The Gophers had a lot to do with it, especially Whalen, the most valuable player in the regional, and McCarville, who could have been.

    "She's a playmaker," Beard said of Whalen, who was 9-for-21 from the field.

    "She made the big plays when it counted," Beard said.

    Beard covered Whalen part of the time, but no one contained her.

    "She took it to us," Goestenkors said. "We knew she was driving left 99 percent of the time and we still couldn't stop her."

    Duke (30-4) had reached the Final Four the last two seasons, but lost in the semifinals both times. After dismissing that pressure was a factor beforehand, the Blue Devils showed otherwise from the outset.

    "Going into the game I thought we were very ready to play, but early on I thought it appeared we were all pretty tight," Goestenkors said. "It's sometimes easier to be an underdog and just go out and play and understand that nobody expects you to win."

    Minnesota (25-8) fit that description. It had never passed the round of 16 in three previous NCAA tournaments. Now, the Gophers will be the lowest seed to play in a Final Four since No. 9 Arkansas in 1998.

    Minnesota led most of the game, by as many as 10, but didn't flinch when Monique Currie's layup with 5:33 left pulled Duke even at 59.

    Working the ball around, the Gophers found Shannon Bolden in the left corner, and her third 3-pointer of the half pushed the lead back to three.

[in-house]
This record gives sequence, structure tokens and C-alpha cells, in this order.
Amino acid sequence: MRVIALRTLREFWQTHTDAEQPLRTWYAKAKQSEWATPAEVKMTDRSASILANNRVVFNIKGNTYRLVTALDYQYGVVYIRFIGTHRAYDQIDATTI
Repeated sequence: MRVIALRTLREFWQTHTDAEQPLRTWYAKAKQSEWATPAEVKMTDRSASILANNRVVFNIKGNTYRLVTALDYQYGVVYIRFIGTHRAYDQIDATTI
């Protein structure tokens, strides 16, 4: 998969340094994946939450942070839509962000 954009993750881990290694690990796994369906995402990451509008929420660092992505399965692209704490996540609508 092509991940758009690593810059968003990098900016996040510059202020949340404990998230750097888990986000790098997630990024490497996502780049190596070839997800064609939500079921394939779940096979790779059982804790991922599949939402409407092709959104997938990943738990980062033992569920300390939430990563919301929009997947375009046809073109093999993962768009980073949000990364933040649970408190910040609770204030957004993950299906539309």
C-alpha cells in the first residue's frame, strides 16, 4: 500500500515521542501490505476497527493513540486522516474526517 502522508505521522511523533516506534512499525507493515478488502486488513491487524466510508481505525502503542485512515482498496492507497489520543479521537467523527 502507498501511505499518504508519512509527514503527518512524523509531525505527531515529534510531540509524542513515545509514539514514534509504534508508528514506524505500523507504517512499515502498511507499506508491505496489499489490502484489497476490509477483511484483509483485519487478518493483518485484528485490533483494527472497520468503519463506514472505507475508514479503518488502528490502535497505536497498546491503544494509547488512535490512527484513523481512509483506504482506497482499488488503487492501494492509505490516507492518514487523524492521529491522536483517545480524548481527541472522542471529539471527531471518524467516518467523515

Duke answered with two free throws by Currie, but McCarville hit both ends of a one-and-one, drawing Tillis' fourth foul in the process.

    Beard again pulled Duke within a point with a driving basket, her first field goal in 16 minutes and only fourth in the game, but the Gophers scored the next five points, the last two on a gorgeous feed that McCarville dropped behind her back to a streaking Whalen for a layup.

    Beard hit a free throw, Currie hit a 12-footer and Lindsey Harding followed a free throw by McCarville to again pull Duke to 70-68 with 1:03 left, but Whalen scored again and the Gophers converted 10 of 12 free throws in the last 49 seconds to keep Duke from making it close again.

    "This definitely has not sunk in yet," said Borton, in her second season with Minnesota.

    Kadidja Andersson added 17 points and Bolden 10 for Minnesota.

    Currie led Duke with 19 points.

    The Gophers led 42-32 in the second half when Tillis and Duke finally started clicking. Tillis hit two free throws and a layup, Brittany Hunter hit a jumper and Tillis added a bank to cap an 8-0 run.

    Undaunted, Whalen hit McCarville with a no-look pass for a layup, one of her four assists, Andersson scored in the lane and Whalen fed Andersson through traffic for another layup, making it 50-44.

    The Blue Devils again pulled within one at 50-49, but Minnesota scored seven straight before Duke scored six in a row to get within 57-55.

    "They hit every big shot," Goestenkors said. "It seemed like every time we made a run and cut it to two or tied it, they'd come back and hit a huge 3."

    Copyright by STATS LLC and The Associated Press


    Team Stat Comparison

    Points 82 75
    FG Made-Attempted 26-51 (.510) 25-54 (.463)
    3P Made-Attempted 6-15 (.400) 3-8 (.375)
    FT Made-Attempted 22-27 (.815) 23-31 (.742)
    Fouls (Tech/Flagrant) 20 (0/0) 20 (0/0)

    Game Leaders

    PointsL. Whalen 25M. Currie 21
    ReboundsJ. McCarville 15M. Currie 9